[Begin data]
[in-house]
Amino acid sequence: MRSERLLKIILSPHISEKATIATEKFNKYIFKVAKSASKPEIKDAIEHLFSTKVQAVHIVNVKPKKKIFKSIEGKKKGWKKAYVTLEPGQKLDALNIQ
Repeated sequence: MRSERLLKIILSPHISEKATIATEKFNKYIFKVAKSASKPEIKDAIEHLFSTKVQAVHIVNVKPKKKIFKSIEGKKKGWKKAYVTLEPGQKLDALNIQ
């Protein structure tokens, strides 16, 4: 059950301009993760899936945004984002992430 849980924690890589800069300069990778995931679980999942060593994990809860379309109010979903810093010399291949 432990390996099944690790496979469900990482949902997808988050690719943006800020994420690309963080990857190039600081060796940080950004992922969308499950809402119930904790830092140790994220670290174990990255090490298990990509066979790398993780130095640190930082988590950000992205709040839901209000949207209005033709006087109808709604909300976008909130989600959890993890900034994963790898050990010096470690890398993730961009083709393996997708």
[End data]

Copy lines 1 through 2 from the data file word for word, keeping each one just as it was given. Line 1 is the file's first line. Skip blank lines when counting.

[in-house]
Amino acid sequence: MRSERLLKIILSPHISEKATIATEKFNKYIFKVAKSASKPEIKDAIEHLFSTKVQAVHIVNVKPKKKIFKSIEGKKKGWKKAYVTLEPGQKLDALNIQ